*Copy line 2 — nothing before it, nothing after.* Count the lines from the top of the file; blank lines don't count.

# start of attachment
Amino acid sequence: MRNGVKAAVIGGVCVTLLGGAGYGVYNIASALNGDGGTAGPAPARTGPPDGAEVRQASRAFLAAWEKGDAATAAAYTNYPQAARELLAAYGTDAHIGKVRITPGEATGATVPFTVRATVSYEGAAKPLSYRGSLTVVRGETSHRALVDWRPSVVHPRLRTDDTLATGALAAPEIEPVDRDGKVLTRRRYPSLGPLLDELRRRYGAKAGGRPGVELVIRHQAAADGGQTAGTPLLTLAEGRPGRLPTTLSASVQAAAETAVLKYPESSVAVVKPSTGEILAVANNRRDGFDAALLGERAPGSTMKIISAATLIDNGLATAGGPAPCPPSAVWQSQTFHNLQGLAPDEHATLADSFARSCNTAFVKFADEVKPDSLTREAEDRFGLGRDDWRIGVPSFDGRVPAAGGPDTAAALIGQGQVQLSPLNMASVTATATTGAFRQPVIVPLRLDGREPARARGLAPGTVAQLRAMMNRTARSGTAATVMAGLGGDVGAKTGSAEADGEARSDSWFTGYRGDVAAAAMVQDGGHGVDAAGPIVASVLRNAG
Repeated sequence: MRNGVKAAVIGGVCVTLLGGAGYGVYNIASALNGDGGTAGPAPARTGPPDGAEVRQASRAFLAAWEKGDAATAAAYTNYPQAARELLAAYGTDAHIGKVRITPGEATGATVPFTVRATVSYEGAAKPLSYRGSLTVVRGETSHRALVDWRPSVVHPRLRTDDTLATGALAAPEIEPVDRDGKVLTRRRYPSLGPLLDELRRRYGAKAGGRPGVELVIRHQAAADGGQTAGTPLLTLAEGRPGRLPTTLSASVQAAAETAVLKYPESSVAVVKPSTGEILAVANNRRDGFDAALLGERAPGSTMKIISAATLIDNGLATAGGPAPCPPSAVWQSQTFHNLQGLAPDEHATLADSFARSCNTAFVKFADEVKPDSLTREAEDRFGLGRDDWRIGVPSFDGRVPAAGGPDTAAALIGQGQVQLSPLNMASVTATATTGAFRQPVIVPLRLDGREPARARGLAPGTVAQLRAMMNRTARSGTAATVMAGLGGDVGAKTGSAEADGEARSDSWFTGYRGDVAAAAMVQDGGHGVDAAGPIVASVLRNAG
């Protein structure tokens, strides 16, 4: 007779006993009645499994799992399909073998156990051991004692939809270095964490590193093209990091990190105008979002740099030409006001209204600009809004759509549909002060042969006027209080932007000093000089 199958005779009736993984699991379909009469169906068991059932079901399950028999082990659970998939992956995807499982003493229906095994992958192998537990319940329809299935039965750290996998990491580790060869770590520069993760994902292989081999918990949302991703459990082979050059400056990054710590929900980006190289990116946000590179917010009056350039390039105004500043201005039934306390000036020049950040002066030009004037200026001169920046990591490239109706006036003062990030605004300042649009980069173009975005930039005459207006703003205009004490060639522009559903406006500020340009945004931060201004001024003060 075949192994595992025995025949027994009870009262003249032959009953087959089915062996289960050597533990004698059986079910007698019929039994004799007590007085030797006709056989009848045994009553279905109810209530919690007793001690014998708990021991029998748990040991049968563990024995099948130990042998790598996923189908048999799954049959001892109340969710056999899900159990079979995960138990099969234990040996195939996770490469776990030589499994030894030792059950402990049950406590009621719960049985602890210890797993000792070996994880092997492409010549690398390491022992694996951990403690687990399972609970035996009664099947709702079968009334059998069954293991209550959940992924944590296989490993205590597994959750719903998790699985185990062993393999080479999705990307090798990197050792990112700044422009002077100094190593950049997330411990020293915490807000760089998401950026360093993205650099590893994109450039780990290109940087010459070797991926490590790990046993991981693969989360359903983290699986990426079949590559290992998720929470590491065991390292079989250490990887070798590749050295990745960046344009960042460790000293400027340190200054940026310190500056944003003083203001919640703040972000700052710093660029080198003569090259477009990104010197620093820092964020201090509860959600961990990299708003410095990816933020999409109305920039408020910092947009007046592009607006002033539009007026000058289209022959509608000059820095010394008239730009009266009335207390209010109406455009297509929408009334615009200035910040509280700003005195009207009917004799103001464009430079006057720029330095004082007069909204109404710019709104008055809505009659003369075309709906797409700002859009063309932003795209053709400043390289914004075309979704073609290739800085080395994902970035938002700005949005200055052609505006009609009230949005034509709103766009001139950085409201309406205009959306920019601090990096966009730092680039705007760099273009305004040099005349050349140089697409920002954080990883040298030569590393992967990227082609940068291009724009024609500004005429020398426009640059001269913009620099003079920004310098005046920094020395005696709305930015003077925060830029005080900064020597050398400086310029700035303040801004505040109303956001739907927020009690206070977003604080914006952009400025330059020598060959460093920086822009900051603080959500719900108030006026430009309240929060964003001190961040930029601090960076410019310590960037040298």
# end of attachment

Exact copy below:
Repeated sequence: MRNGVKAAVIGGVCVTLLGGAGYGVYNIASALNGDGGTAGPAPARTGPPDGAEVRQASRAFLAAWEKGDAATAAAYTNYPQAARELLAAYGTDAHIGKVRITPGEATGATVPFTVRATVSYEGAAKPLSYRGSLTVVRGETSHRALVDWRPSVVHPRLRTDDTLATGALAAPEIEPVDRDGKVLTRRRYPSLGPLLDELRRRYGAKAGGRPGVELVIRHQAAADGGQTAGTPLLTLAEGRPGRLPTTLSASVQAAAETAVLKYPESSVAVVKPSTGEILAVANNRRDGFDAALLGERAPGSTMKIISAATLIDNGLATAGGPAPCPPSAVWQSQTFHNLQGLAPDEHATLADSFARSCNTAFVKFADEVKPDSLTREAEDRFGLGRDDWRIGVPSFDGRVPAAGGPDTAAALIGQGQVQLSPLNMASVTATATTGAFRQPVIVPLRLDGREPARARGLAPGTVAQLRAMMNRTARSGTAATVMAGLGGDVGAKTGSAEADGEARSDSWFTGYRGDVAAAAMVQDGGHGVDAAGPIVASVLRNAG